Great August magazine! I would like to know the name of the beautiful flower on Page 14, in the Clearing the Water article. And where does this flower grow?
Betty Harris, St. Joseph
Ombudsman’s note: The wildflower on Page 14 is one of our eight species of spiderwort (genus Tradescantia). The plant in the photo appears to be Tradescantia ohiensis, which occurs statewide in a variety of habitats. Here is a link to more information on that wildflower: www.missouriplants.com/Bluealt/Tradescantia_ohiensis_page.html.
The Nature Of Freedom
I’m sitting here in Afghanistan, some 7,000 miles away from Missouri, looking at the May issue of the Conservationist. It brings a lot of joy looking at pictures of the Missouri outdoors, with all of its wildlife, waterways and countryside, reminiscing about the places we see and where we have been, and amazingly enough, places we never knew existed!
We have been in Afghanistan for almost 10 months now [in June], and I can only remember seeing a couple of small gray foxes. No deer, rabbits, squirrels or much of any waterfowl with the exception of a few ducks. Only in a very few areas do you see any semblance of forests, rivers, lakes or streams. We have heard that there are some fish located close to one of the few dams in the country—so few that most people in this area consider fish a delicacy, too expensive to buy.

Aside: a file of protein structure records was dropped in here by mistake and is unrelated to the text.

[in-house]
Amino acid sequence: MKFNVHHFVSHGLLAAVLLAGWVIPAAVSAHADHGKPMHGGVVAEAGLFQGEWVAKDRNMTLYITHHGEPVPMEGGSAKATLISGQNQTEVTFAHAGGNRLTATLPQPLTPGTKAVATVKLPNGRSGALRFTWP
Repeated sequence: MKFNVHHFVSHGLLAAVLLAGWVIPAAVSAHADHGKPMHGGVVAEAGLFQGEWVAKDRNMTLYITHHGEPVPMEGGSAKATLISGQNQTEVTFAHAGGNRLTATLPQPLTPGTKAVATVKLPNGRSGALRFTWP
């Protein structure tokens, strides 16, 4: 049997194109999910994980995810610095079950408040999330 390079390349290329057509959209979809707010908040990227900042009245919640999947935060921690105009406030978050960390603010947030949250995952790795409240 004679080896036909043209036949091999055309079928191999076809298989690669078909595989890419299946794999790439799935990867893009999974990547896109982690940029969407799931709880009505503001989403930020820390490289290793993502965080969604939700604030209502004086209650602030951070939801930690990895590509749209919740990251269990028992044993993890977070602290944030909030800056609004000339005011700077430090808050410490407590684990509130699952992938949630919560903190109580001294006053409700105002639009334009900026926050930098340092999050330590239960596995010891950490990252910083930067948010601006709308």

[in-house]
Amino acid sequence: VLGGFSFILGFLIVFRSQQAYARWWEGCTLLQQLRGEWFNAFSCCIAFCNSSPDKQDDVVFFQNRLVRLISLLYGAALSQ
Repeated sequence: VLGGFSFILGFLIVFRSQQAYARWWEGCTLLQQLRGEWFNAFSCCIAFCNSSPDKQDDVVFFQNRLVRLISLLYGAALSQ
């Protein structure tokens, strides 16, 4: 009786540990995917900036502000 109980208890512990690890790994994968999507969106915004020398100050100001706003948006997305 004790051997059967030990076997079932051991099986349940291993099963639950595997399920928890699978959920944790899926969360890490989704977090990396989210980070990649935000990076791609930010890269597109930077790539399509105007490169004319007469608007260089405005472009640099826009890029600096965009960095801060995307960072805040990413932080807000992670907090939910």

It’s not that the country does not have the potential to have these things we sometimes take for granted, in fact, they did before the 30-plus years of war and internal civil war.
Obviously this country has experienced devastating events, but we can use this as a glimpse of what happens, or what can happen, when you do not have a managed conservation program like the one we have and enjoy in Missouri.
We keep the magazine in a common sitting area on our base, and it is amazing how even the Afghan interpreters marvel at our resources. Ronald Reagan once said that “freedom is never more than one generation away from extinction.” I think this can also apply to conservation in that we are only one generation from losing what we in Missouri, and the rest of the country, enjoy so much—the forests, bluffs, waterways, and an abundant, healthy and diverse wildlife population.
Thank you to the people of Missouri for supporting the Conservation Department. Thank you to the Department for creating and managing one of the best conservation programs in the U.S.
SFC Dan Thompson MOANG ADT IV, via Internet
On August’s back cover, “I Am Conservation” noted that Springfield was recognized as the first community in Missouri to achieve the Governor’s Children in Nature Community award. However, I did miss the description and location of where the photograph was taken. The photo was taken next to the Bill Roston Native Butterfly House in Close Memorial Park, the site of the Springfield-Greene County Botanical Center. The name of this Playtrails pod is Butterflies the Magic of Metamorphosis, representing the four-stage life cycle of the monarch butterfly. The concept for this design was suggested by Katie Steinhoff, our botanical center coordinator.
On your next trip to Springfield, stop by the Springfield-Greene County Botanical Gardens & Complex, 2400 S. Scenic Ave. For more information, visit www.friendsofthegarden.org.
George Deatz, president Friends of the Garden